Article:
It’s no secret that electric vehicles (EVs) lose driving range when exposed to temperature extremes. However, not every EV loses range at the same rate. For instance, the Ford Mustang Mach-E loses a different overall percentage of its battery capacity in cold weather compared to Tesla models. Here are some of the electric cars that promise to go the furthest in the cold, according to Recurrent.
Are electric cars good in the winter?
Electric cars with dual or tri-motor all-wheel drive (AWD) offer good grip for winter driving in inclement weather like snow or ice. Moreover, unlike conventional vehicles, electric cars don’t cause tailpipe emissions while they warm up in your spot, driveway, or garage.
However, EVs tend to struggle in wintertime climates as well. For instance, electric cars can have compromised battery capacity in extreme temperatures. That could be a problem for owners in challenging climates who need their EVs to tackle lengthy commutes. Moreover, any accessory use will drain more energy from your EV’s capacity, including the heater, windshield wipers, defroster, and other things you need in poor weather conditions.
Do electric vehicles lose range in the winter?
Electric vehicles lose range in the winter. However, not every EV loses the same amount of battery capacity at the same rate. Recurrent considered some of the most popular EV models across 7,000 vehicles to ascertain how electric cars lose range in freezing temperatures. Here are some popular electric vehicles and their verified winter range loss in temperatures of around 20-30 degrees Fahrenheit.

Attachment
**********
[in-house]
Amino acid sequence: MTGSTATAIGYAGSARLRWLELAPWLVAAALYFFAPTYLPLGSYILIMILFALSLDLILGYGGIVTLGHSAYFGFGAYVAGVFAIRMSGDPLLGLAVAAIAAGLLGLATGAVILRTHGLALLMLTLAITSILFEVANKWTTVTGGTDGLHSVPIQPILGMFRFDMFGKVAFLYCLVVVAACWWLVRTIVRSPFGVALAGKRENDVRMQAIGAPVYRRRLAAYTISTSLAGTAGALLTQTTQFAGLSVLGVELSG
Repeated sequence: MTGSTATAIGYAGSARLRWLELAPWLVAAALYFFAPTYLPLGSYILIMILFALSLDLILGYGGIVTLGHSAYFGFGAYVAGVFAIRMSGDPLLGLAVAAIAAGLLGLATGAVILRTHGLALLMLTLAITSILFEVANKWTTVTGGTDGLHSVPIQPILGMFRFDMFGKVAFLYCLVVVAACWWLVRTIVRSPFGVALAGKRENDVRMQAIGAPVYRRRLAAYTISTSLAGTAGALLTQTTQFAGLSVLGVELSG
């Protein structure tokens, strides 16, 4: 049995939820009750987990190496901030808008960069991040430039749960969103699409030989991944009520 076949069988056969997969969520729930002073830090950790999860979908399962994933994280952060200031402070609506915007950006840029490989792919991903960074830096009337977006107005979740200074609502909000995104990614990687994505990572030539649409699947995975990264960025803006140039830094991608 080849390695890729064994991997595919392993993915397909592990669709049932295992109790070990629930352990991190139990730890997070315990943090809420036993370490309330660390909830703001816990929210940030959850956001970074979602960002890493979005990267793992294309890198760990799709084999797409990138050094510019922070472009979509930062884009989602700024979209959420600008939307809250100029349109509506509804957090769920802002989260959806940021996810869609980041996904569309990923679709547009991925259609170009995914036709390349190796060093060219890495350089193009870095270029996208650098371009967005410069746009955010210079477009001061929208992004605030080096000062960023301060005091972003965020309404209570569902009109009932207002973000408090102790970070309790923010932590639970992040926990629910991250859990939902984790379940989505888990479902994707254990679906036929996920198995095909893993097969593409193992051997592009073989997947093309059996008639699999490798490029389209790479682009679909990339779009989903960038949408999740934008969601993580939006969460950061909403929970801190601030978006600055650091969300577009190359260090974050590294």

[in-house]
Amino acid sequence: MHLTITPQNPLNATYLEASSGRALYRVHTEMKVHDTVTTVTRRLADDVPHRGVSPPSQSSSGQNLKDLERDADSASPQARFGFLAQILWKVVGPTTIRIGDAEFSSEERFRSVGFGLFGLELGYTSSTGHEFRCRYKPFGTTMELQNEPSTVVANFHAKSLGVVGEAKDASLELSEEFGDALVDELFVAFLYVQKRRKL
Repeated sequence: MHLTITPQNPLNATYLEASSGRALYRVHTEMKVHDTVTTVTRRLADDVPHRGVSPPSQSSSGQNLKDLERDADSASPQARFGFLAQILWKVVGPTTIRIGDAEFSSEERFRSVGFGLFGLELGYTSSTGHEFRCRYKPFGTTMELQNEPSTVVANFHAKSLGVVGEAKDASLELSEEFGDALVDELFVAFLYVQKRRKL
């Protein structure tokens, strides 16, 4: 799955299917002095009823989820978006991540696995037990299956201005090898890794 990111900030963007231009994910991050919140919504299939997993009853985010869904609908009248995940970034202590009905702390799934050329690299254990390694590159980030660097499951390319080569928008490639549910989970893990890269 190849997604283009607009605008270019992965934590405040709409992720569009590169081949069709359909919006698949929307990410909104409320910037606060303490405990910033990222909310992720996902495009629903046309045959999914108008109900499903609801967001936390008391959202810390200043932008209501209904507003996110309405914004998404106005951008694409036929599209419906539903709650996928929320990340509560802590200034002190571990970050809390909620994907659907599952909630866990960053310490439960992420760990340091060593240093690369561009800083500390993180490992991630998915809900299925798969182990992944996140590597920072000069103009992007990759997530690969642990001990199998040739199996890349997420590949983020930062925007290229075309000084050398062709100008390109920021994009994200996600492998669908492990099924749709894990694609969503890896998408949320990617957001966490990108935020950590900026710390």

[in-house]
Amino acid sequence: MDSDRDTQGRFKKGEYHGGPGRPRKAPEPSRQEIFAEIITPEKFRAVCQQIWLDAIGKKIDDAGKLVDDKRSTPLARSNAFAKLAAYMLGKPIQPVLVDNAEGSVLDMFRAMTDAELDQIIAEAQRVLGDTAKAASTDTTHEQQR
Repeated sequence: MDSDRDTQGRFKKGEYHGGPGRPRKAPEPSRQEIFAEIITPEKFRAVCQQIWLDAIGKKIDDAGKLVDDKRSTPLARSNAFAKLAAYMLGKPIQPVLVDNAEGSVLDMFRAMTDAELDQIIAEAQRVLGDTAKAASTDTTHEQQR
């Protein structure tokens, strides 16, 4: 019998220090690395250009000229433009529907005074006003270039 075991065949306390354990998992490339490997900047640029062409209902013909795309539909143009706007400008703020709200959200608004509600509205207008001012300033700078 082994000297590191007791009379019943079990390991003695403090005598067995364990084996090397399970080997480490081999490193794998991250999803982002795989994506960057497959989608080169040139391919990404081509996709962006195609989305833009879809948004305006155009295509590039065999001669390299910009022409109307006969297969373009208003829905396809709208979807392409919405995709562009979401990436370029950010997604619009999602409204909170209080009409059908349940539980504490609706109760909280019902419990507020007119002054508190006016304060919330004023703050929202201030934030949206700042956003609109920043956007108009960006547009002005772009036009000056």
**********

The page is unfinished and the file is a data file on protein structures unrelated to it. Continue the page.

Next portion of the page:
- Ford Mustang Mach-E: -30%
- Nissan LEAF: -21%
- Tesla Model 3: -17%
- Tesla Model S: -19%
- Tesla Model X and Y: -15%
- Volkswagen ID.4: -30%
It’s evident that, of the verified results from Recurrent’s data, the four Tesla models lost the least of their range percentage-wise. However, all the observations indicate that at least 15% of driving range disappears with freezing temperatures. Of course, Recurrent quickly points out that in other studies, conductors might carry out the tests in a laboratory setting or with a limited number of electric cars rather than averaging conditions across thousands of vehicles.
Why do electric cars have less range in winter?
Electric cars have less range in winter due to slower physical and chemical reactions within the batteries when they operate in extreme cold. Also, Recurrent says that electric vehicles have to create their own heat, as none of the operational heat from an internal combustion application can heat the cabin. As a result, EVs have to make do with a more significant load and reduced range in freezing temperatures.
How cold is too cold for electric cars?
Although Recurrent says AAA’s data might be skewed due to a lack of EV diversity, AAA says that the average electric car could lose as much as 41% of its performance in 20 degree-temperatures. However, it’s not just cold; AAA states that battery electric vehicles (BEVs) could lose as much as 17% at 95 degrees Fahrenheit.
Do you drive your electric car in freezing temperatures? Tell us about it in the comments below!